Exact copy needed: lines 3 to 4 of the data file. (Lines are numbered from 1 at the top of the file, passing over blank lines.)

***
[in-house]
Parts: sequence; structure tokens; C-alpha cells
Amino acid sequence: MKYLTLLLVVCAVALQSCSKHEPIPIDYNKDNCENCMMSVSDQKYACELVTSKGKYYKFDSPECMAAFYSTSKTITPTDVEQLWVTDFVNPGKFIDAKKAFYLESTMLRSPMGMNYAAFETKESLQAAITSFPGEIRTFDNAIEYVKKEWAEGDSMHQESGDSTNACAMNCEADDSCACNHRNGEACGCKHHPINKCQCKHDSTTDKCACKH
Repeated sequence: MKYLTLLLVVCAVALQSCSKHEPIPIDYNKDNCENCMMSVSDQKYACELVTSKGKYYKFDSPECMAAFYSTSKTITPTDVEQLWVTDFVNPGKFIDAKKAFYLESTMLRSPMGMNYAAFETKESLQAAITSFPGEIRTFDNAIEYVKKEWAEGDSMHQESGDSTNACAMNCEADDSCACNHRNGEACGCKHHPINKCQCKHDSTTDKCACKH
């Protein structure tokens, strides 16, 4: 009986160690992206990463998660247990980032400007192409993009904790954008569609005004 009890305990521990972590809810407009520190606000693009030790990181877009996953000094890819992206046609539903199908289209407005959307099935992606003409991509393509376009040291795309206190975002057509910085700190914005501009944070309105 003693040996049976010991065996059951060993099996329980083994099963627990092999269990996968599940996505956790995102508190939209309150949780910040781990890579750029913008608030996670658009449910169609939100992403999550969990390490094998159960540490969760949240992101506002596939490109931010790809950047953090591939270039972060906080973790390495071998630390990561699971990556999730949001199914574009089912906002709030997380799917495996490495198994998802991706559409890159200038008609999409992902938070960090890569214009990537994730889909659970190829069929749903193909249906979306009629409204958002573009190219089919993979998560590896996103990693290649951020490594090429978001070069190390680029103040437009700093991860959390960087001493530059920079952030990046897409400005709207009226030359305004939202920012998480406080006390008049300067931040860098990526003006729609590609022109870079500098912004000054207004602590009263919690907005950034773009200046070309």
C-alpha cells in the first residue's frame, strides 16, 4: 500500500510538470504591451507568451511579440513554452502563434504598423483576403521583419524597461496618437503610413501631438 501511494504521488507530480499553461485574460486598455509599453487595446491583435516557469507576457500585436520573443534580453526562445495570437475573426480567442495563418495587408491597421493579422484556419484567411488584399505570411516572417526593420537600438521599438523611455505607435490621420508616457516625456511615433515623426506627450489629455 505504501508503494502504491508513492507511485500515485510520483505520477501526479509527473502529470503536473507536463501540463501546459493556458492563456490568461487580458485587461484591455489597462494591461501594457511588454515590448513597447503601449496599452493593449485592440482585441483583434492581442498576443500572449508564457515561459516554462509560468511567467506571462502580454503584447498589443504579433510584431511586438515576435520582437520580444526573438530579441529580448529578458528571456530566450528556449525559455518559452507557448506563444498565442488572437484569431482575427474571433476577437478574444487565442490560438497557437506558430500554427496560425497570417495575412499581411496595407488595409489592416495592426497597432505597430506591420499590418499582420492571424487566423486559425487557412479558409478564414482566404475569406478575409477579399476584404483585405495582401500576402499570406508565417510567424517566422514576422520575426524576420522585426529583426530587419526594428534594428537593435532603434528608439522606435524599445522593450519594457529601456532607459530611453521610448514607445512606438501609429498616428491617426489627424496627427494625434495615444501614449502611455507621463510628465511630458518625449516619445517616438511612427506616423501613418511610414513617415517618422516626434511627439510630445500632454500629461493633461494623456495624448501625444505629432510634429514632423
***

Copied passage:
Amino acid sequence: MKYLTLLLVVCAVALQSCSKHEPIPIDYNKDNCENCMMSVSDQKYACELVTSKGKYYKFDSPECMAAFYSTSKTITPTDVEQLWVTDFVNPGKFIDAKKAFYLESTMLRSPMGMNYAAFETKESLQAAITSFPGEIRTFDNAIEYVKKEWAEGDSMHQESGDSTNACAMNCEADDSCACNHRNGEACGCKHHPINKCQCKHDSTTDKCACKH
Repeated sequence: MKYLTLLLVVCAVALQSCSKHEPIPIDYNKDNCENCMMSVSDQKYACELVTSKGKYYKFDSPECMAAFYSTSKTITPTDVEQLWVTDFVNPGKFIDAKKAFYLESTMLRSPMGMNYAAFETKESLQAAITSFPGEIRTFDNAIEYVKKEWAEGDSMHQESGDSTNACAMNCEADDSCACNHRNGEACGCKHHPINKCQCKHDSTTDKCACKH